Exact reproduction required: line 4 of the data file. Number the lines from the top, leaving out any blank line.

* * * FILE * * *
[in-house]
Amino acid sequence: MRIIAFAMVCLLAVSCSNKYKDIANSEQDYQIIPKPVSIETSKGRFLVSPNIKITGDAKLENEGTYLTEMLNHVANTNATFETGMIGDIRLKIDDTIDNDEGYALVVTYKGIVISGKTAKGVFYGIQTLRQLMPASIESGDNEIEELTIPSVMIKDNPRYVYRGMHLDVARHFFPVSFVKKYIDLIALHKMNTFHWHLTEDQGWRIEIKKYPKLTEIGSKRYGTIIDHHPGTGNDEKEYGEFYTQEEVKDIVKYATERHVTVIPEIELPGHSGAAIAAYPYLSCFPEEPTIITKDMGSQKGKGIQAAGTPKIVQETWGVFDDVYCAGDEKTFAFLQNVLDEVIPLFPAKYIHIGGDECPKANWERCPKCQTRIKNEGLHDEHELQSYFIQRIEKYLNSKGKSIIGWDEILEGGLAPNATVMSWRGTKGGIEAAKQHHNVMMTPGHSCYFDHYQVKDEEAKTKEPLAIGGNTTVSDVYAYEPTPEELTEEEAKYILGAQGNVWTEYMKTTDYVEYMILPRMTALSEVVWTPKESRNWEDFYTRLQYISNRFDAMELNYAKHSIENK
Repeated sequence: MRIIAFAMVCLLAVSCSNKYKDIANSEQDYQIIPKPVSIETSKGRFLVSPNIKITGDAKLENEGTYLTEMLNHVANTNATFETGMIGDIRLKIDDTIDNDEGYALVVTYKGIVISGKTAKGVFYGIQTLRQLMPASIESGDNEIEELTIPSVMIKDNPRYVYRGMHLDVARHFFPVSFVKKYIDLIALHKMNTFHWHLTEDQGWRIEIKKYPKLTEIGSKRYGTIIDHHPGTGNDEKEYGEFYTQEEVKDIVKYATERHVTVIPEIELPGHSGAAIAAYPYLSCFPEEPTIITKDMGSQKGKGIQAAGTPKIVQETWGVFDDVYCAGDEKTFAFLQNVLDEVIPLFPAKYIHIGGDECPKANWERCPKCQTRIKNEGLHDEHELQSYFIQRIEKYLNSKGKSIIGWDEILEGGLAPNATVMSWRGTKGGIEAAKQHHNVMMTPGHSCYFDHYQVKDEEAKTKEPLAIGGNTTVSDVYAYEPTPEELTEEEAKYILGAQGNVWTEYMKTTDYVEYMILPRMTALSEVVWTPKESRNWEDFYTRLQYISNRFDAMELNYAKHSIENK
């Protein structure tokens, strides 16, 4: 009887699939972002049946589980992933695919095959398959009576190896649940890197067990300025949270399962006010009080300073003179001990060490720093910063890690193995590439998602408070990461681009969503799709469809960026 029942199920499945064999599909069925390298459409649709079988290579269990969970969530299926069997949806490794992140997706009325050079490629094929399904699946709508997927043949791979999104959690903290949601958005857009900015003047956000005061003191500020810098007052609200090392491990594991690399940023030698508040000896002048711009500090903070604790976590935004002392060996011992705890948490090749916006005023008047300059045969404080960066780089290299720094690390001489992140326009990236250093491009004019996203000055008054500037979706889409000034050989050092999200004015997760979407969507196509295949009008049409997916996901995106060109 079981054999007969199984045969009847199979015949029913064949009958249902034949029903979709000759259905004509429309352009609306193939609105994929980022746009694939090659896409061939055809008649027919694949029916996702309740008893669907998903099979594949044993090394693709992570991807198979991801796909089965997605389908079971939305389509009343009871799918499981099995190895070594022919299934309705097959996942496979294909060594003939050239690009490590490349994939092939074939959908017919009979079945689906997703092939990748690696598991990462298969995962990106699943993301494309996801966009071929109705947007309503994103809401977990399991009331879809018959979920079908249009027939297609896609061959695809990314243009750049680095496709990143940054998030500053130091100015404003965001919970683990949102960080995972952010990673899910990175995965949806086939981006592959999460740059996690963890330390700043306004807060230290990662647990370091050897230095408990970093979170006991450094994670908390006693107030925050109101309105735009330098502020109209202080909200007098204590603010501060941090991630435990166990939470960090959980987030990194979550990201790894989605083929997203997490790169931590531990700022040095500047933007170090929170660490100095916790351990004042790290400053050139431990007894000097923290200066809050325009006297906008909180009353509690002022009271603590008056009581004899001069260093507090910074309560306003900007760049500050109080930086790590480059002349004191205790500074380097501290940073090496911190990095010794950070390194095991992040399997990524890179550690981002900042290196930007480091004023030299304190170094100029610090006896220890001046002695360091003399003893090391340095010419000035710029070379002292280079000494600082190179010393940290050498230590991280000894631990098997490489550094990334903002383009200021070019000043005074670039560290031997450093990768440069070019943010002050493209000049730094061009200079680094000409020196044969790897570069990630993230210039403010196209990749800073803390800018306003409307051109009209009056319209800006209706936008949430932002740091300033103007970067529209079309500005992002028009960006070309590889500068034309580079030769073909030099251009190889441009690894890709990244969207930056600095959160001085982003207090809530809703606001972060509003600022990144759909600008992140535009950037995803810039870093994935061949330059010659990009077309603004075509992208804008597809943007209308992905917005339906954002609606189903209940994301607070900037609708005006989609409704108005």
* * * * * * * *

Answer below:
């Protein structure tokens, strides 16, 4: 009887699939972002049946589980992933695919095959398959009576190896649940890197067990300025949270399962006010009080300073003179001990060490720093910063890690193995590439998602408070990461681009969503799709469809960026 029942199920499945064999599909069925390298459409649709079988290579269990969970969530299926069997949806490794992140997706009325050079490629094929399904699946709508997927043949791979999104959690903290949601958005857009900015003047956000005061003191500020810098007052609200090392491990594991690399940023030698508040000896002048711009500090903070604790976590935004002392060996011992705890948490090749916006005023008047300059045969404080960066780089290299720094690390001489992140326009990236250093491009004019996203000055008054500037979706889409000034050989050092999200004015997760979407969507196509295949009008049409997916996901995106060109 079981054999007969199984045969009847199979015949029913064949009958249902034949029903979709000759259905004509429309352009609306193939609105994929980022746009694939090659896409061939055809008649027919694949029916996702309740008893669907998903099979594949044993090394693709992570991807198979991801796909089965997605389908079971939305389509009343009871799918499981099995190895070594022919299934309705097959996942496979294909060594003939050239690009490590490349994939092939074939959908017919009979079945689906997703092939990748690696598991990462298969995962990106699943993301494309996801966009071929109705947007309503994103809401977990399991009331879809018959979920079908249009027939297609896609061959695809990314243009750049680095496709990143940054998030500053130091100015404003965001919970683990949102960080995972952010990673899910990175995965949806086939981006592959999460740059996690963890330390700043306004807060230290990662647990370091050897230095408990970093979170006991450094994670908390006693107030925050109101309105735009330098502020109209202080909200007098204590603010501060941090991630435990166990939470960090959980987030990194979550990201790894989605083929997203997490790169931590531990700022040095500047933007170090929170660490100095916790351990004042790290400053050139431990007894000097923290200066809050325009006297906008909180009353509690002022009271603590008056009581004899001069260093507090910074309560306003900007760049500050109080930086790590480059002349004191205790500074380097501290940073090496911190990095010794950070390194095991992040399997990524890179550690981002900042290196930007480091004023030299304190170094100029610090006896220890001046002695360091003399003893090391340095010419000035710029070379002292280079000494600082190179010393940290050498230590991280000894631990098997490489550094990334903002383009200021070019000043005074670039560290031997450093990768440069070019943010002050493209000049730094061009200079680094000409020196044969790897570069990630993230210039403010196209990749800073803390800018306003409307051109009209009056319209800006209706936008949430932002740091300033103007970067529209079309500005992002028009960006070309590889500068034309580079030769073909030099251009190889441009690894890709990244969207930056600095959160001085982003207090809530809703606001972060509003600022990144759909600008992140535009950037995803810039870093994935061949330059010659990009077309603004075509992208804008597809943007209308992905917005339906954002609606189903209940994301607070900037609708005006989609409704108005």